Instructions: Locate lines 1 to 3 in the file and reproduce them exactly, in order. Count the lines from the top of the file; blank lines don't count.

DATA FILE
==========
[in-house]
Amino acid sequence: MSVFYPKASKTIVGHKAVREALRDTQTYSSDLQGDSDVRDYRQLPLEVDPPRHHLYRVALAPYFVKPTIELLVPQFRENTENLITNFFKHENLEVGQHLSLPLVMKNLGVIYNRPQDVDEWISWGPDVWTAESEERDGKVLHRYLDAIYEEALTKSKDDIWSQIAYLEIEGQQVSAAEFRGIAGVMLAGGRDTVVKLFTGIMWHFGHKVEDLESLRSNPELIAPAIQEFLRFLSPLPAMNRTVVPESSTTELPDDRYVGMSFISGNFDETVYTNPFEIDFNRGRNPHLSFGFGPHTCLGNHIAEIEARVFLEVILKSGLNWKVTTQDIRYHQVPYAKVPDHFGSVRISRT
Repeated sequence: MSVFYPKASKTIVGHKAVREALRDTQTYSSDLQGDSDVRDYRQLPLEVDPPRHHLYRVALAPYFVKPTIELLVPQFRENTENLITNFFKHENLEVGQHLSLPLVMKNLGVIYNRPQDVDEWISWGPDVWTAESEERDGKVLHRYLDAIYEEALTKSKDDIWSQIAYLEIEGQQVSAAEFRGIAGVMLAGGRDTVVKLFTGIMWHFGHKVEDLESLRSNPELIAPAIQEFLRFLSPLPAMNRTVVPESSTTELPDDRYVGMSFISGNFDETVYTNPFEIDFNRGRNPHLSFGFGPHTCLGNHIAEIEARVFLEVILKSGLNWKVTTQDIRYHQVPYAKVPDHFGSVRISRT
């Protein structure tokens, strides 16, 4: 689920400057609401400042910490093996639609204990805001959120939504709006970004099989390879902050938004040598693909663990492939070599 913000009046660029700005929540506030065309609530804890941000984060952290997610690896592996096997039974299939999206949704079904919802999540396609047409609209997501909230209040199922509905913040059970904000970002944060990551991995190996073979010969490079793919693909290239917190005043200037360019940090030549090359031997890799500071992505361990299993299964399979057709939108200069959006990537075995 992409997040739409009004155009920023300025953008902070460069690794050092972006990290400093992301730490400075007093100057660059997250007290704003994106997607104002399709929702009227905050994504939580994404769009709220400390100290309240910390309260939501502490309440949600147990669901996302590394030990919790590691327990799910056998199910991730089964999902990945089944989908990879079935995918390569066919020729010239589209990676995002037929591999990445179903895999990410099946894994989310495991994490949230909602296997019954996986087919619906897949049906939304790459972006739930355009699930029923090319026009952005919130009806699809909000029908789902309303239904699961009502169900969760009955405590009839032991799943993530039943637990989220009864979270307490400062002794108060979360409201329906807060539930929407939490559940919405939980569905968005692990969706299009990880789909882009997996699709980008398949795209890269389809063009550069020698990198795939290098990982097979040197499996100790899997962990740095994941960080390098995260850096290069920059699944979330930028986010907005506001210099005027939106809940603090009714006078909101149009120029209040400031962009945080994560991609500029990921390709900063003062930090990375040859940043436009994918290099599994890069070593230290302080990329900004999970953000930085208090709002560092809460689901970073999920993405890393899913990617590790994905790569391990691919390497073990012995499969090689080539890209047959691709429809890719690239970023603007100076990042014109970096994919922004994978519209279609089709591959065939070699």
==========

[in-house]
Amino acid sequence: MSVFYPKASKTIVGHKAVREALRDTQTYSSDLQGDSDVRDYRQLPLEVDPPRHHLYRVALAPYFVKPTIELLVPQFRENTENLITNFFKHENLEVGQHLSLPLVMKNLGVIYNRPQDVDEWISWGPDVWTAESEERDGKVLHRYLDAIYEEALTKSKDDIWSQIAYLEIEGQQVSAAEFRGIAGVMLAGGRDTVVKLFTGIMWHFGHKVEDLESLRSNPELIAPAIQEFLRFLSPLPAMNRTVVPESSTTELPDDRYVGMSFISGNFDETVYTNPFEIDFNRGRNPHLSFGFGPHTCLGNHIAEIEARVFLEVILKSGLNWKVTTQDIRYHQVPYAKVPDHFGSVRISRT
Repeated sequence: MSVFYPKASKTIVGHKAVREALRDTQTYSSDLQGDSDVRDYRQLPLEVDPPRHHLYRVALAPYFVKPTIELLVPQFRENTENLITNFFKHENLEVGQHLSLPLVMKNLGVIYNRPQDVDEWISWGPDVWTAESEERDGKVLHRYLDAIYEEALTKSKDDIWSQIAYLEIEGQQVSAAEFRGIAGVMLAGGRDTVVKLFTGIMWHFGHKVEDLESLRSNPELIAPAIQEFLRFLSPLPAMNRTVVPESSTTELPDDRYVGMSFISGNFDETVYTNPFEIDFNRGRNPHLSFGFGPHTCLGNHIAEIEARVFLEVILKSGLNWKVTTQDIRYHQVPYAKVPDHFGSVRISRT